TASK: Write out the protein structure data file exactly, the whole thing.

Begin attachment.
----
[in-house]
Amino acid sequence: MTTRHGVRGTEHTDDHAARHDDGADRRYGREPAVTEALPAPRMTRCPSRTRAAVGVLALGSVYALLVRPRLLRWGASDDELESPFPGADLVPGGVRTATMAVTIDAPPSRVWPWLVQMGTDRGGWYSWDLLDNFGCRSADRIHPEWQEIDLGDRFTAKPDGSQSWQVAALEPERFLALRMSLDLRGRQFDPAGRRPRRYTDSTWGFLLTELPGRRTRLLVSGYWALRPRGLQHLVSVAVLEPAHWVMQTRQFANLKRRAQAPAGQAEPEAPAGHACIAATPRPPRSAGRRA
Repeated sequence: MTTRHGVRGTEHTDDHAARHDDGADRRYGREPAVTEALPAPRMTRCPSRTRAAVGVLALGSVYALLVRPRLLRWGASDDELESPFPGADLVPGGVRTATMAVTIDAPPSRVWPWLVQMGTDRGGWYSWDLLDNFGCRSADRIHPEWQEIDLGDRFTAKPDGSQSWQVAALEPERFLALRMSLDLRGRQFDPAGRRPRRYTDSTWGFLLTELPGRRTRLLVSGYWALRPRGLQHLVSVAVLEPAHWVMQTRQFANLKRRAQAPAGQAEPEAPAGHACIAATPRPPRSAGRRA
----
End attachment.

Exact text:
[in-house]
Amino acid sequence: MTTRHGVRGTEHTDDHAARHDDGADRRYGREPAVTEALPAPRMTRCPSRTRAAVGVLALGSVYALLVRPRLLRWGASDDELESPFPGADLVPGGVRTATMAVTIDAPPSRVWPWLVQMGTDRGGWYSWDLLDNFGCRSADRIHPEWQEIDLGDRFTAKPDGSQSWQVAALEPERFLALRMSLDLRGRQFDPAGRRPRRYTDSTWGFLLTELPGRRTRLLVSGYWALRPRGLQHLVSVAVLEPAHWVMQTRQFANLKRRAQAPAGQAEPEAPAGHACIAATPRPPRSAGRRA
Repeated sequence: MTTRHGVRGTEHTDDHAARHDDGADRRYGREPAVTEALPAPRMTRCPSRTRAAVGVLALGSVYALLVRPRLLRWGASDDELESPFPGADLVPGGVRTATMAVTIDAPPSRVWPWLVQMGTDRGGWYSWDLLDNFGCRSADRIHPEWQEIDLGDRFTAKPDGSQSWQVAALEPERFLALRMSLDLRGRQFDPAGRRPRRYTDSTWGFLLTELPGRRTRLLVSGYWALRPRGLQHLVSVAVLEPAHWVMQTRQFANLKRRAQAPAGQAEPEAPAGHACIAATPRPPRSAGRRA